• The G.L.U.E. Training Manual by Barbara J. Newman and Kimberly Luurtsema has many resources and suggestions.
  • Utilize this reference sheet on person-first language.

Preacher

Universal and Responsive Design Tips

  1. Know your “big idea” and emphasize that big idea in multi-sensory ways (e.g. make up a catchy phrase, set the big idea to music, show a picture on a Power Point, have an object to show and/or interact with, include congregational movement, or make sermon notes with words and pictures).
  2. Plant times within the sermon where there can be interaction between the congregation and pastor (e.g. respond to a question, give a thumbs up or thumbs down response, participate in a role play, talk about something with the person next to you, or act out an example or section of Scripture).
  3. Not only think about the words you want to say but also how those words will be received. What would you understand if you were an individual with failing memory, a person who interprets language literally, a person with a lower IQ, an English Language Learner, a person with limited hearing, a new believer, a person from a different country, background, or denomination? How could you change one thing in your sermon to make a better connection?
  4. If your sermon is lengthy, consider offering options for movement (e.g. a rocking chair for an individual that needs to move, options to sit or stand, a smaller environment where movement is welcome, and providing hand fidgets or tools throughout the sanctuary).
  5. Watch your wording. “Please rise in body or in spirit” allows all to participate whereas, “Please stand” will leave out those who are unable to do so.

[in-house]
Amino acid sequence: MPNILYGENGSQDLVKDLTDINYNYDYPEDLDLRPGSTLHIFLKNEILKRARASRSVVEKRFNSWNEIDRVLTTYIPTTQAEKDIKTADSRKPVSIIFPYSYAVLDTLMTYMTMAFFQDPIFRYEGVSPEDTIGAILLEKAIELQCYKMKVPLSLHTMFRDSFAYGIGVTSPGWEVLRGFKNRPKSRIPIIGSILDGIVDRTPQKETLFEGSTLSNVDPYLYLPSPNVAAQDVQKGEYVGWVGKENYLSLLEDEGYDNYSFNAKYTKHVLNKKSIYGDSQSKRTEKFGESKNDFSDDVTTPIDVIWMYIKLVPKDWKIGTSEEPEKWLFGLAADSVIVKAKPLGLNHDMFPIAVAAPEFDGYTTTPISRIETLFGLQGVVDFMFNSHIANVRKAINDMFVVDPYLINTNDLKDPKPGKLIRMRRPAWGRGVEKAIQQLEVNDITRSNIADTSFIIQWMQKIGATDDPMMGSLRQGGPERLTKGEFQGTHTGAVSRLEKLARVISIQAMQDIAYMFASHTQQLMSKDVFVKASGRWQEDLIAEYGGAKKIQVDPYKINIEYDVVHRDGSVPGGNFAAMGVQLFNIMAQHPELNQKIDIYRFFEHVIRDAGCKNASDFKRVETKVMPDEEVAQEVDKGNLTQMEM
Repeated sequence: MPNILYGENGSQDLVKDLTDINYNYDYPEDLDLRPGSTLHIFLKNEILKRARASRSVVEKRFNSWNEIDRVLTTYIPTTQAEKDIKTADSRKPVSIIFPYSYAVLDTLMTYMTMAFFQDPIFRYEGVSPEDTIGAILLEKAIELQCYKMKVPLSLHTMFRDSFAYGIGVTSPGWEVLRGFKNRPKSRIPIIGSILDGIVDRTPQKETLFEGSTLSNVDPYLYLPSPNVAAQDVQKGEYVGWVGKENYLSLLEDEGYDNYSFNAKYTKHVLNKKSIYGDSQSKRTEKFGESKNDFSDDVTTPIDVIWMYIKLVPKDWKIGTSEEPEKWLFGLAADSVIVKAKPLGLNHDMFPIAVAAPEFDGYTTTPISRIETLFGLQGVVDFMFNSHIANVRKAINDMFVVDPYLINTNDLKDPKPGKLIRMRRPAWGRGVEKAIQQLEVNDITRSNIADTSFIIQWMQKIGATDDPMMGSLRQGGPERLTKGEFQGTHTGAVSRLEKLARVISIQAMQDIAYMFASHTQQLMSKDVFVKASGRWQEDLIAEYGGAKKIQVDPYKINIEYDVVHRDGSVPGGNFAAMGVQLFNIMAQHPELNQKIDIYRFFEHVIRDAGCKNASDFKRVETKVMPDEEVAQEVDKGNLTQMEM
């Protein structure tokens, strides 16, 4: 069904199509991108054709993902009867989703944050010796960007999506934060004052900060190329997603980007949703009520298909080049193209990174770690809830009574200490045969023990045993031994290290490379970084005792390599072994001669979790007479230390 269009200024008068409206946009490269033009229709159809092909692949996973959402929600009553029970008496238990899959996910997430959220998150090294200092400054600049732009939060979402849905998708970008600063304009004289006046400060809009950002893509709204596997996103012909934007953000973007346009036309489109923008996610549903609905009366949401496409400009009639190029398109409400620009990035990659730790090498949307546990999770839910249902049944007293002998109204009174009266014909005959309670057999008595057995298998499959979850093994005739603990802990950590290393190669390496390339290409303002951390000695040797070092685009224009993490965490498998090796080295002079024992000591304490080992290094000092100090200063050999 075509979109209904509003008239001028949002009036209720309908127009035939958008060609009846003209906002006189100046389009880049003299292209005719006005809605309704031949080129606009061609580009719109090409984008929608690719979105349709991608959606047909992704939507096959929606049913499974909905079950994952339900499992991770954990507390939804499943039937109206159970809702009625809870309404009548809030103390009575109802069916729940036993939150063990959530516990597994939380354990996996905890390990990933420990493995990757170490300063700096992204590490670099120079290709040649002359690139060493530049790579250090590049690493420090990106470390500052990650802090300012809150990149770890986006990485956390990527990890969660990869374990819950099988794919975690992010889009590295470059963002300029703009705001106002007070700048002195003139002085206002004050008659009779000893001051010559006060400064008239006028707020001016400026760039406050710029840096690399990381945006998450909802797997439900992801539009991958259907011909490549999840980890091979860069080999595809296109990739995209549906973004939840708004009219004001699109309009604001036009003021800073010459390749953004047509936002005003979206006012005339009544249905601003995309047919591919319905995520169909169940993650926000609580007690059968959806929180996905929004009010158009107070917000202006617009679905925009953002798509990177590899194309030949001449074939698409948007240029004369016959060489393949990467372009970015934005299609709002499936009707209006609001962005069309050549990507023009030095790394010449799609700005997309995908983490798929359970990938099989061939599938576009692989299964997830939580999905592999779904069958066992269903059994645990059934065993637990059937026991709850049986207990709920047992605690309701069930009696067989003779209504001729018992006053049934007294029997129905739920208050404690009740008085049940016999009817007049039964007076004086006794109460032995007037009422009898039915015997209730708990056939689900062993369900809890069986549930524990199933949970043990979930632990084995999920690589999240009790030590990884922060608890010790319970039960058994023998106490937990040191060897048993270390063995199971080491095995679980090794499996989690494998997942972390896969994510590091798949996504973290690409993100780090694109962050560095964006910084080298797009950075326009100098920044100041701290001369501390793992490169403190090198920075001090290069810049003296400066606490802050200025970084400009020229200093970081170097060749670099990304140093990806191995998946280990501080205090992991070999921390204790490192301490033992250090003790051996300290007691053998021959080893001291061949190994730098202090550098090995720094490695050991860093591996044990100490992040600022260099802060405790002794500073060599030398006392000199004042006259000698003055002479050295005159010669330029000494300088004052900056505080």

6. Consider making a sermon manuscript or extensive outline available for people to pick up before the service for the sake of people with hearing impairments and people with attention deficits.
  7. Take care when preaching on healing miracles not to assume that all people with disabilities want to be healed.
  8. When announcing births of children with disabilities, announce the birth of a child, not a disability.
  9. Remember people with non-visible disabilities in the congregational prayer sometimes, such as asking God for grace for people living with mental illnesses and their family members.

Practical Tools

Product Purchaser

Universal and Responsive Design Tips

  1. Choose products that are fragrance-free and hypoallergenic whenever possible.
  2. Choose candles that are unscented and non-petroleum-based.
  3. Find out if gluten-free, sugar-free, or allergen-free foods are necessary for certain individuals and keep them in stock. ALWAYS offer a gluten-free bread option for the Lord’s Supper.
  4. Keep a supply of items individuals with sensory or visual differences may need (e.g. sound blockers, ear plugs, fidgets, braille Bibles and books, large print Bibles and books, etc.).
  5. See that seating options are safe and appropriate. They should be sized correctly and stable for the individuals utilizing them.
  6. Provide seating options that offer movement (e.g. wiggle cushion or Hokki stool) or structure (e.g. chair with arms, rocking chair, or bean bag chair).

Practical Tools

Scripture Reader

Universal and Responsive Design Tips